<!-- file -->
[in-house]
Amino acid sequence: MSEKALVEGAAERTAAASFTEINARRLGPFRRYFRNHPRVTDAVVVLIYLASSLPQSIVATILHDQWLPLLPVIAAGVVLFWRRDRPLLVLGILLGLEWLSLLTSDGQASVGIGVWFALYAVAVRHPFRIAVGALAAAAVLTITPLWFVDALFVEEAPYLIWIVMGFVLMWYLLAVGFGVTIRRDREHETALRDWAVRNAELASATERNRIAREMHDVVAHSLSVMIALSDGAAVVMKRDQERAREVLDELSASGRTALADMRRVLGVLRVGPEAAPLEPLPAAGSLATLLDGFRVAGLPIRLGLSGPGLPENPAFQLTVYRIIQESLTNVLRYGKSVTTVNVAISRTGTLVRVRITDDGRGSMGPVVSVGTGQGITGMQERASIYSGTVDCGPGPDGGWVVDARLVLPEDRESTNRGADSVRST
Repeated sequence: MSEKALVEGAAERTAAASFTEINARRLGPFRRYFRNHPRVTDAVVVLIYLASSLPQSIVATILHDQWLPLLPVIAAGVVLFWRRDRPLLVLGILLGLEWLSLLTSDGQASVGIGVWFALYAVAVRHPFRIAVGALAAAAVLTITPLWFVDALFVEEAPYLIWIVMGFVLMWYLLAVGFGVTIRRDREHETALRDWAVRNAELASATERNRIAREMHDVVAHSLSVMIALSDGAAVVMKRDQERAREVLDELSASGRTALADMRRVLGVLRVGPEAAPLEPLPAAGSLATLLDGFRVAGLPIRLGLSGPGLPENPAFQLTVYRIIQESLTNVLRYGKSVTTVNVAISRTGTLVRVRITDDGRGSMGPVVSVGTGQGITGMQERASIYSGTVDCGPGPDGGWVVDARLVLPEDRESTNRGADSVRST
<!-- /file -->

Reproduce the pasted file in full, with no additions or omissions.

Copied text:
[in-house]
Amino acid sequence: MSEKALVEGAAERTAAASFTEINARRLGPFRRYFRNHPRVTDAVVVLIYLASSLPQSIVATILHDQWLPLLPVIAAGVVLFWRRDRPLLVLGILLGLEWLSLLTSDGQASVGIGVWFALYAVAVRHPFRIAVGALAAAAVLTITPLWFVDALFVEEAPYLIWIVMGFVLMWYLLAVGFGVTIRRDREHETALRDWAVRNAELASATERNRIAREMHDVVAHSLSVMIALSDGAAVVMKRDQERAREVLDELSASGRTALADMRRVLGVLRVGPEAAPLEPLPAAGSLATLLDGFRVAGLPIRLGLSGPGLPENPAFQLTVYRIIQESLTNVLRYGKSVTTVNVAISRTGTLVRVRITDDGRGSMGPVVSVGTGQGITGMQERASIYSGTVDCGPGPDGGWVVDARLVLPEDRESTNRGADSVRST
Repeated sequence: MSEKALVEGAAERTAAASFTEINARRLGPFRRYFRNHPRVTDAVVVLIYLASSLPQSIVATILHDQWLPLLPVIAAGVVLFWRRDRPLLVLGILLGLEWLSLLTSDGQASVGIGVWFALYAVAVRHPFRIAVGALAAAAVLTITPLWFVDALFVEEAPYLIWIVMGFVLMWYLLAVGFGVTIRRDREHETALRDWAVRNAELASATERNRIAREMHDVVAHSLSVMIALSDGAAVVMKRDQERAREVLDELSASGRTALADMRRVLGVLRVGPEAAPLEPLPAAGSLATLLDGFRVAGLPIRLGLSGPGLPENPAFQLTVYRIIQESLTNVLRYGKSVTTVNVAISRTGTLVRVRITDDGRGSMGPVVSVGTGQGITGMQERASIYSGTVDCGPGPDGGWVVDARLVLPEDRESTNRGADSVRST